“Truman and Clinton had vetoes to prove where they stood,” says Popkin.
Last, what to do in light of the Security Council vetoes of China and, particularly, Russia?
But if he vetoes it, he will likely lose the support of many Hispanic voters—the people he needs to win the general election.
The Secret Service vets and vetoes any potential hotels or home rentals, even on a summer vacation.
Many Syrians see the vetoes used to block a robust resolution as an excuse for inaction.
The King 'vetoes' the war; then let us hear what the People say!
In July, 1856, he said that he had for eleven years maintained the vetoes of Mr. Polk.
Wat if a corrupt and radikle Congress does override your vetoes, and legislate for these cuss-ridden people?
They desired the freedoms of democracy, but also all the vetoes of democracy.
But if we examine the two vetoes we shall see that his is really much more of a pure veto than mine.
1620s, from Latin veto, literally "I forbid," first person singular present indicative of vetare "forbid," of unknown origin. Used by Roman tribunes who opposed measures of the Senate or magistrates.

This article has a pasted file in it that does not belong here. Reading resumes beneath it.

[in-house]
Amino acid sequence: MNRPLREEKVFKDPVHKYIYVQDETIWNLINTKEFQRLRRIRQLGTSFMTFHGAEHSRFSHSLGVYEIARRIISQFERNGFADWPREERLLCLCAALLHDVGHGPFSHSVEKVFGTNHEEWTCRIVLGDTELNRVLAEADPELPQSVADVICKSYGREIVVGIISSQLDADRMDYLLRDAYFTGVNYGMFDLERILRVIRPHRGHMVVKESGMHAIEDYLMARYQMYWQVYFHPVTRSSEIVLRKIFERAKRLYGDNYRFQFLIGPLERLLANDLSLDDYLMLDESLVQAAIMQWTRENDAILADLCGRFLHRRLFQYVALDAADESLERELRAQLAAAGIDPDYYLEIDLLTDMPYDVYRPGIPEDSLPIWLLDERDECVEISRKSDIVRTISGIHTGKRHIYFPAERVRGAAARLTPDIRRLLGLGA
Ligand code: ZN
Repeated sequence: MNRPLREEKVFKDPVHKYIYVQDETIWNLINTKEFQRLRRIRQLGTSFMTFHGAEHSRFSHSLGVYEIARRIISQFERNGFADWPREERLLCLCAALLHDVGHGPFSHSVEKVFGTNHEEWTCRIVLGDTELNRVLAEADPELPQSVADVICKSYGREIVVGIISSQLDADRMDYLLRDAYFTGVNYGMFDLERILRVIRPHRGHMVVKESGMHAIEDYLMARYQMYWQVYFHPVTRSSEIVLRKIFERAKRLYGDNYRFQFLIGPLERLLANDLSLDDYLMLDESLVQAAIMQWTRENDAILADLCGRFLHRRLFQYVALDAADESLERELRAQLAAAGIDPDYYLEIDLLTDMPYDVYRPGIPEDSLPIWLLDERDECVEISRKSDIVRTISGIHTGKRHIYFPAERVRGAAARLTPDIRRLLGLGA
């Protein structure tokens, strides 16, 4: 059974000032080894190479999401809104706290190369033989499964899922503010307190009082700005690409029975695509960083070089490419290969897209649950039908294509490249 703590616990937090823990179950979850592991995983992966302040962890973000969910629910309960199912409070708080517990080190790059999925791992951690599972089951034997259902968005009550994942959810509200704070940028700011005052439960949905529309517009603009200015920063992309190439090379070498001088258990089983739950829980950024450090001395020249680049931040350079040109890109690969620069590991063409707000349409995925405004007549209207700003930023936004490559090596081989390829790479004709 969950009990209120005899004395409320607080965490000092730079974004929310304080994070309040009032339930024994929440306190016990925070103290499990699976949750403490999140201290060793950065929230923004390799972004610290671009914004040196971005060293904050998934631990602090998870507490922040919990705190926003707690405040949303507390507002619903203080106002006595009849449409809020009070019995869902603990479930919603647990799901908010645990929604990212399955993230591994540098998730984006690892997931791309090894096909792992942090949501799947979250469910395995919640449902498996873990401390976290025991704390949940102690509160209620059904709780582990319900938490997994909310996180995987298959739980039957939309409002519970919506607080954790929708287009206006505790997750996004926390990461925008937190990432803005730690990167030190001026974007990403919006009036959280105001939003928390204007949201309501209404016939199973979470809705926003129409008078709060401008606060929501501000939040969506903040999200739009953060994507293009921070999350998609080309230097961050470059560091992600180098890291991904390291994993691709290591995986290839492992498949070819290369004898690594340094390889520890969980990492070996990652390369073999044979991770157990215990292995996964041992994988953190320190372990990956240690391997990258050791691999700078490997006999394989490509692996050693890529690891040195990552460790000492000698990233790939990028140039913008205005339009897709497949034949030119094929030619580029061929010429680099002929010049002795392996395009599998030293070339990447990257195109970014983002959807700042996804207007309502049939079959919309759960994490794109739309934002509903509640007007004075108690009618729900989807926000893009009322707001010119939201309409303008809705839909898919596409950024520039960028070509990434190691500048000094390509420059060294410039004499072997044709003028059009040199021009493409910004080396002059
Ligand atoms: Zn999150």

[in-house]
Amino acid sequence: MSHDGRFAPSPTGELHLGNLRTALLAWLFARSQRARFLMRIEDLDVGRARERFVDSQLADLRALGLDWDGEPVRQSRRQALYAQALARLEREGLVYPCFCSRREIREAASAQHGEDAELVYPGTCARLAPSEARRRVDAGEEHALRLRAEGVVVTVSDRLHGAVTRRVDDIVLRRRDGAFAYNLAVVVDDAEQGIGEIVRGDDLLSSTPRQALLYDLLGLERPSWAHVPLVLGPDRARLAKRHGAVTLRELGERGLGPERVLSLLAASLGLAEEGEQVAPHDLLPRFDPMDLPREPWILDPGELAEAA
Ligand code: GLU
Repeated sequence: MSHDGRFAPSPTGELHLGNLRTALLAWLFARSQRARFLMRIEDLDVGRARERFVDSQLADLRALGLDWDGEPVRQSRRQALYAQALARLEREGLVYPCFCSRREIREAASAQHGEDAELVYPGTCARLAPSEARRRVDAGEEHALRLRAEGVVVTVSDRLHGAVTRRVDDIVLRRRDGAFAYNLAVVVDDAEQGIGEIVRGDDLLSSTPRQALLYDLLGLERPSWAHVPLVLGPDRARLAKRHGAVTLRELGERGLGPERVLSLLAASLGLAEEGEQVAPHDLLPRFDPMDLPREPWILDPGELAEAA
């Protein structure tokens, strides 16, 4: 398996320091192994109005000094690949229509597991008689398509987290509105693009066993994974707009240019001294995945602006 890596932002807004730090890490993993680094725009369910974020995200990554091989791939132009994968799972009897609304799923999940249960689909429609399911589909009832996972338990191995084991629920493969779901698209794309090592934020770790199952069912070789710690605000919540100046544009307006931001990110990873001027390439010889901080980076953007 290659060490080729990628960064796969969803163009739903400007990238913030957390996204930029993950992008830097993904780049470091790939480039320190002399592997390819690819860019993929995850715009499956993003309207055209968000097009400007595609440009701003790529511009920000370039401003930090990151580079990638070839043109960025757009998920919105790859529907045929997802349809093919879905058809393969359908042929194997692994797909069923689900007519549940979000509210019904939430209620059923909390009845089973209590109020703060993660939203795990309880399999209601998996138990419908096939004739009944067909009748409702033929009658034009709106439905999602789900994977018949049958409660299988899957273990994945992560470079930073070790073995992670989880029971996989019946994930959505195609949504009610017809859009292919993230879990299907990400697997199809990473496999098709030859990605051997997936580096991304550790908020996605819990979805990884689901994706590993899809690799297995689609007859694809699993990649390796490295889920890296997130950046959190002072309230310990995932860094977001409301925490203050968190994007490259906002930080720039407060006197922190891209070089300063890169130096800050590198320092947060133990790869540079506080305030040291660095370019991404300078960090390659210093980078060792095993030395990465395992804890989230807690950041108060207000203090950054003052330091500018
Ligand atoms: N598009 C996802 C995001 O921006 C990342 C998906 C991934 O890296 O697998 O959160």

1706, from veto (n.). Related: Vetoed; vetoing.
The power of a president or governor to reject a bill proposed by a legislature by refusing to sign it into law. The president or governor actually writes the word veto (Latin for “I forbid”) on the bill and sends it back to the legislature with a statement of his or her objections. The legislature may choose to comply by withdrawing or revising the bill, or it can override the veto and pass the law, by a two-thirds vote in each house.
Note: Originally intended to prevent Congress from passing unconstitutional laws, the veto is now used by the president as a powerful bargaining tool, especially when his objectives conflict with majority sentiment in Congress. (See also checks and balances.)